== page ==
So, Boston sports talk radio is barely listenable as it is. But, it’s about to get even worse. Jed Hoyer officially announced that he doesn’t see how the Padres can keep Adrian Gonzalez after he becomes a free agent. Translation? Send me your trade offers now, because I better get something for him before he walks. So, I expect non-stop trade offers to be discussed by the EEIdiots. Every call will consist of, “What if we ship them Dice-K and Mike Cameron? Then they get the pitching and outfielding they need!” After all, what every team begs for is all of our overpaid contracts. So, while I don’t like Hoyer’s announcement for my ability to listen to the radio, is does give me something to write about. And, no, I’m not going to suggest my own trade proposals…although I’d still do Buchholz and Ellsbury if that’s still on the table.
What I do find interesting is what this announcement means for baseball. By all accounts, Gonzalez is one of “those” players. He’s a superstar, just getting ready to put up his prime numbers. He’s a defensive whiz at first base. He is exactly the type of player GMs drool over when they hit the market. He’ll very likely seek a $100+ million contract, and will probably be worth every cent of it. That leaves one question to be asked. If he’s such a rare talent, why aren’t the Padres keeping him?
Assuming that, as has been implied, it’s only the money that is making him leave. The Padres said they can’t afford him. His agent said they can’t afford him. So, I’m going to assume that it’s not that he doesn’t like San Diego. If the Padres had the money, he’d be in San Diego for the rest of his career. So, the obvious observation is that this is yet another case for better revenue sharing. How is it fair that the Padres need to lose such talent just because they play in a small market? After all, the Yankees wouldn’t be making their money if there were no other teams to play. This is a clear-cut argument for a salary cap or some other form of salary restrictions. And, that’s an absolutely valid argument.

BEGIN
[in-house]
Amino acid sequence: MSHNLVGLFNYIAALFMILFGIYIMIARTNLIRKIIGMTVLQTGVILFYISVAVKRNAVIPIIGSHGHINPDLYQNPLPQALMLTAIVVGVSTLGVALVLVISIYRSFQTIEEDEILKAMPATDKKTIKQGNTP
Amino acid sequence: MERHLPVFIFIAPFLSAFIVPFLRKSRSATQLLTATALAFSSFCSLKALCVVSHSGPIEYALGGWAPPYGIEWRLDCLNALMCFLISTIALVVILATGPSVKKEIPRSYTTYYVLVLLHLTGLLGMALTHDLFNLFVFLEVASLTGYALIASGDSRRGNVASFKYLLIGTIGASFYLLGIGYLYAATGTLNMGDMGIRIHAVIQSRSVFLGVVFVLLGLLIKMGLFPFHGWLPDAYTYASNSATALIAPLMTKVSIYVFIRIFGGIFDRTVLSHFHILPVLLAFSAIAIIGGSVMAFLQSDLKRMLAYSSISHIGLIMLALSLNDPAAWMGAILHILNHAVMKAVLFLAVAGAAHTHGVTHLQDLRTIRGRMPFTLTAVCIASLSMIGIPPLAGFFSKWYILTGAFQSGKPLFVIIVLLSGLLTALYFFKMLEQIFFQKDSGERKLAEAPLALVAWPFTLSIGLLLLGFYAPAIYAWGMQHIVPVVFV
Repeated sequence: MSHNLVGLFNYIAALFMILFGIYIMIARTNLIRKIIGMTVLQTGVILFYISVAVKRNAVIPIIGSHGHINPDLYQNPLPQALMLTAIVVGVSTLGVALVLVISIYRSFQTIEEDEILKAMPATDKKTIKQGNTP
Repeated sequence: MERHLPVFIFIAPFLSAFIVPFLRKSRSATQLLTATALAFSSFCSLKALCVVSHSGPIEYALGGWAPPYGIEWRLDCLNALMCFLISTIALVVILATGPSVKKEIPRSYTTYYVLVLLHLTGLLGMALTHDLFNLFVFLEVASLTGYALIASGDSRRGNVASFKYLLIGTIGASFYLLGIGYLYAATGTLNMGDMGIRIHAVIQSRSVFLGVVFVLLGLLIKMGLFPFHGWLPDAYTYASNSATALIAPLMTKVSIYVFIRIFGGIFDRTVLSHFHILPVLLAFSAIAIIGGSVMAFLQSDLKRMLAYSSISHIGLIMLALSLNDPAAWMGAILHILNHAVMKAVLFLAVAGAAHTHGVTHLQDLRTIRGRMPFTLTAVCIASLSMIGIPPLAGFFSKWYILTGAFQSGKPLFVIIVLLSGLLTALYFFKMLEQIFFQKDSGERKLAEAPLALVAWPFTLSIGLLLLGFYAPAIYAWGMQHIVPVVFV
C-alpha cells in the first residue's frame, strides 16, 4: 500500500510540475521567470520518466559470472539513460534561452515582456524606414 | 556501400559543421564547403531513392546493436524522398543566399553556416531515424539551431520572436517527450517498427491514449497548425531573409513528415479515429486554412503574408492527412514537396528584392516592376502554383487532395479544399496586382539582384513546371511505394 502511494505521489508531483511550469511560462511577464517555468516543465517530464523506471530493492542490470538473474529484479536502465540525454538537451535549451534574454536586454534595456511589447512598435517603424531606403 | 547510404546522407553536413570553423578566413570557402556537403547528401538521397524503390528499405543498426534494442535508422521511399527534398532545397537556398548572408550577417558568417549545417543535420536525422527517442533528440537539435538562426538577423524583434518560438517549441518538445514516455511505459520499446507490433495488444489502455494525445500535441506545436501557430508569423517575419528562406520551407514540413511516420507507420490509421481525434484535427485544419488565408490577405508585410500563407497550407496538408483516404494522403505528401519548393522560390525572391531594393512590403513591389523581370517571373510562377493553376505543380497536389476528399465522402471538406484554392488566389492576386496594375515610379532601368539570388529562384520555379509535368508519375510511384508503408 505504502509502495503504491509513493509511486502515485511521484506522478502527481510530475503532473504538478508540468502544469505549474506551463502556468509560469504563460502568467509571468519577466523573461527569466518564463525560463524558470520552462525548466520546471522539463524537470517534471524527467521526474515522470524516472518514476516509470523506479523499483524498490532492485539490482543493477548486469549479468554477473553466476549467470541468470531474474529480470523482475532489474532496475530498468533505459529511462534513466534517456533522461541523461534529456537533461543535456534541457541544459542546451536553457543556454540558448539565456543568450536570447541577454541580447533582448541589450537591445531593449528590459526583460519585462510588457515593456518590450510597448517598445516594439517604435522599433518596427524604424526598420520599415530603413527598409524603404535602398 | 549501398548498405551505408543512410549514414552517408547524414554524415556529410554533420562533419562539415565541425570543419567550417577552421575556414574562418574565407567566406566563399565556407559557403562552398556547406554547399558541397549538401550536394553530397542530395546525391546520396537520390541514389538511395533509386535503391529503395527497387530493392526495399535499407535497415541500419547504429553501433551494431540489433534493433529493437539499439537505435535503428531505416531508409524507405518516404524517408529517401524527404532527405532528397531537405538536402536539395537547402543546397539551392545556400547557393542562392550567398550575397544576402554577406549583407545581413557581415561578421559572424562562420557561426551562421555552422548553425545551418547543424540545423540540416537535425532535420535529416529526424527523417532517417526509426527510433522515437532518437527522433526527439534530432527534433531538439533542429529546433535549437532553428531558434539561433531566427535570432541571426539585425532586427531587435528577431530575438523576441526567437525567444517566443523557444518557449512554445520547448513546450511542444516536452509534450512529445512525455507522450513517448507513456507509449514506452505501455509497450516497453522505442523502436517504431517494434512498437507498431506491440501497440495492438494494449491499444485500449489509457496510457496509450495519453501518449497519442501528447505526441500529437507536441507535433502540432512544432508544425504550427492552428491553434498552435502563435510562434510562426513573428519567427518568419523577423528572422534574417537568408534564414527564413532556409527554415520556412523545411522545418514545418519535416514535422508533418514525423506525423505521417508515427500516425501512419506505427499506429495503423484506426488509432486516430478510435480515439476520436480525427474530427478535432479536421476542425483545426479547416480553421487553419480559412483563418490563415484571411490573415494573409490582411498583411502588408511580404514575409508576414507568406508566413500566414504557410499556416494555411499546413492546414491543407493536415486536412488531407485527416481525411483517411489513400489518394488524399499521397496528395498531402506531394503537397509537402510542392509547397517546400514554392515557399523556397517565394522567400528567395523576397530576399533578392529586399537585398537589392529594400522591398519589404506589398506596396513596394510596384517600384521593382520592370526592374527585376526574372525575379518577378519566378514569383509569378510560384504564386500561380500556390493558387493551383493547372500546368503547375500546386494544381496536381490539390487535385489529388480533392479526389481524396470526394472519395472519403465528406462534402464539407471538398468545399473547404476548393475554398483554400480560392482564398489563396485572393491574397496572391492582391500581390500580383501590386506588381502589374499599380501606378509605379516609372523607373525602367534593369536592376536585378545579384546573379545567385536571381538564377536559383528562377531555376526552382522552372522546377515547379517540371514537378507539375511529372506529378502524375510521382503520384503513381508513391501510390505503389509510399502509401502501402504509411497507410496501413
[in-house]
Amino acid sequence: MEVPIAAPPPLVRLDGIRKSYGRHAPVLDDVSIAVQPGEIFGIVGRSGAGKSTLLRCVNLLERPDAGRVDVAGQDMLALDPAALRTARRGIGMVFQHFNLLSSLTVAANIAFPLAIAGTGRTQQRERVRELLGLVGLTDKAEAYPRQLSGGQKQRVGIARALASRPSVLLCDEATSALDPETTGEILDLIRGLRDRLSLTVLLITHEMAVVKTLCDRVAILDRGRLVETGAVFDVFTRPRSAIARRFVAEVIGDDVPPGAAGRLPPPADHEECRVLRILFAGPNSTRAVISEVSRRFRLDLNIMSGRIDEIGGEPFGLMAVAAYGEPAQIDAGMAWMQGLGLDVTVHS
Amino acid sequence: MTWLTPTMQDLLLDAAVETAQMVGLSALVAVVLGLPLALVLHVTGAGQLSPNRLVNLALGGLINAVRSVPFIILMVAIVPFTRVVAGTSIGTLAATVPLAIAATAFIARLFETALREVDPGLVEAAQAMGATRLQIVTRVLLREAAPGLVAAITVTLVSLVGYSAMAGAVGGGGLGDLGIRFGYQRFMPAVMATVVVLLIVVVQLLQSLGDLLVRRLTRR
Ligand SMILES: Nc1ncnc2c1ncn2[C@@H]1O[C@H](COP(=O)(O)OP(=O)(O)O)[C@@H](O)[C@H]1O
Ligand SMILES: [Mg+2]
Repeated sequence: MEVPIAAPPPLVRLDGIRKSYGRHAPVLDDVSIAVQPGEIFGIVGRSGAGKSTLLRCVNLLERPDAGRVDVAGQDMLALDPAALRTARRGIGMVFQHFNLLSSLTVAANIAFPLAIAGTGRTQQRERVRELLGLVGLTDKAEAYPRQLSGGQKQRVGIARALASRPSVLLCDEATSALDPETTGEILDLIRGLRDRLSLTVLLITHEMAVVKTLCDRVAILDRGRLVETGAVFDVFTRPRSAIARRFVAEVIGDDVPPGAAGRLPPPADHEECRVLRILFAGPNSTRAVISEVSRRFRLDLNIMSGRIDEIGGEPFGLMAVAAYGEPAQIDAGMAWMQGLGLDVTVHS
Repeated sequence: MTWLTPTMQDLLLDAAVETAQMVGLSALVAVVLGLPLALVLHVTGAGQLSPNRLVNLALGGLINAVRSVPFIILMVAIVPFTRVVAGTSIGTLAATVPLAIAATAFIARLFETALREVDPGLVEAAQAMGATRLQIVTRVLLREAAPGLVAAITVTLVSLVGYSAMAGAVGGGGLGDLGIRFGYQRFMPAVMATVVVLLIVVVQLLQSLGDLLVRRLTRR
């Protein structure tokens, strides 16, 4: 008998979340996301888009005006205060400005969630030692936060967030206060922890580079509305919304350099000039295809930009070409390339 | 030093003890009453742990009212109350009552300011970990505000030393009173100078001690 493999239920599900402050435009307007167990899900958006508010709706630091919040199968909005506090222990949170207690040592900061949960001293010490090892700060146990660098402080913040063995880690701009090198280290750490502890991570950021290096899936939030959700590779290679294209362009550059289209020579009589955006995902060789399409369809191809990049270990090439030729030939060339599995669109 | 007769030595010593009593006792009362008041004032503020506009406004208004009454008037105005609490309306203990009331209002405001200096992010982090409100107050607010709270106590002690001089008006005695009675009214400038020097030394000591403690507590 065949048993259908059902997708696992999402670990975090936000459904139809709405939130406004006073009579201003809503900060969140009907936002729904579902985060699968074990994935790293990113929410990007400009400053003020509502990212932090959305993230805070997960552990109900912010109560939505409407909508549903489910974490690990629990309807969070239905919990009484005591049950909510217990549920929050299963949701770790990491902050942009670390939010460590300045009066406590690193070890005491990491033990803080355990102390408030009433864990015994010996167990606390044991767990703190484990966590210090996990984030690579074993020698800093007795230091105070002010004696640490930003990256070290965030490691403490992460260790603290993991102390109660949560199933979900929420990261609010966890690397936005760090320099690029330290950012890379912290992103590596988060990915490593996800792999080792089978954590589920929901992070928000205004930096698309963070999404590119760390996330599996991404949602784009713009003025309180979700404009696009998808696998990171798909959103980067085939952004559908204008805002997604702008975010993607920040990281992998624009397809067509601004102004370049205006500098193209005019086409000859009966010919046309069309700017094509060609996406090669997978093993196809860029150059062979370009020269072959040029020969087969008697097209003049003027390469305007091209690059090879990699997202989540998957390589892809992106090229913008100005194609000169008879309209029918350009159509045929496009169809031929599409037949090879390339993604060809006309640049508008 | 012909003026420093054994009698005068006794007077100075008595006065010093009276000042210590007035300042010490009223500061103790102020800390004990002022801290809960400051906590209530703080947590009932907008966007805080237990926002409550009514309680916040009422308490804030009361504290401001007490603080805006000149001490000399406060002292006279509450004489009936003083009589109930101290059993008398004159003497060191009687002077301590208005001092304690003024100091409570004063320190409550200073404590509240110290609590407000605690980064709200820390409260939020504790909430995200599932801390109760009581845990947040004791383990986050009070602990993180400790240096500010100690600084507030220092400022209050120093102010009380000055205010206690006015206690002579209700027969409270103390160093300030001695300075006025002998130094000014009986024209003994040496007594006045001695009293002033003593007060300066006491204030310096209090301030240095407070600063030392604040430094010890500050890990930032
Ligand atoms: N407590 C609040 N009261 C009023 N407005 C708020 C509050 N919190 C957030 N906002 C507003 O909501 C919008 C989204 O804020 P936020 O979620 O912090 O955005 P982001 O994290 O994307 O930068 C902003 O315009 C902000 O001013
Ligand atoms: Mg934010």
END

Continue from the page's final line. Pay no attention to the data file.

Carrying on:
But, isn’t this also an example of poor business by the Padres? The game currently has no salary cap. The owners can spend as much money as they see fit to build a winning club. If the Padres owner can’t shell out that kind of money for Adrian Gonzalez, will he ever? If there was ever a time to stretch the purse strings, isn’t this it? Gonzalez is the face of the franchise. The Padres finished, what, a game behind the World Champions in their division? If they sign Gonzalez now, for the big bucks, do their fans come along with him? After the Red Sox signed Pedro Martinez, ticket prices went up. I doubt anyone complained. Same thing with Manny. So, why don’t the Padres take it on this chin with this one player? They tell their fans they want to put a product out there worth watching. They have a beautiful park, and now a fantastic franchise player. Isn’t that how you build a fan base? Isn’t that how you increase revenue? Isn’t that how you afford the next piece the next year? A division title in 2011 is certainly attainable. Why not use that and Gonzalez as the anchor to the franchise? Why not go for it and make the Padres relevant again? Why simply hide behind the “small market” label and go for the “woe is me” argument? Shouldn’t they take this opportunity to make the Padres into something?
Unless, of course, they really will trade him to the Sox for Matsuzaka and Cameron.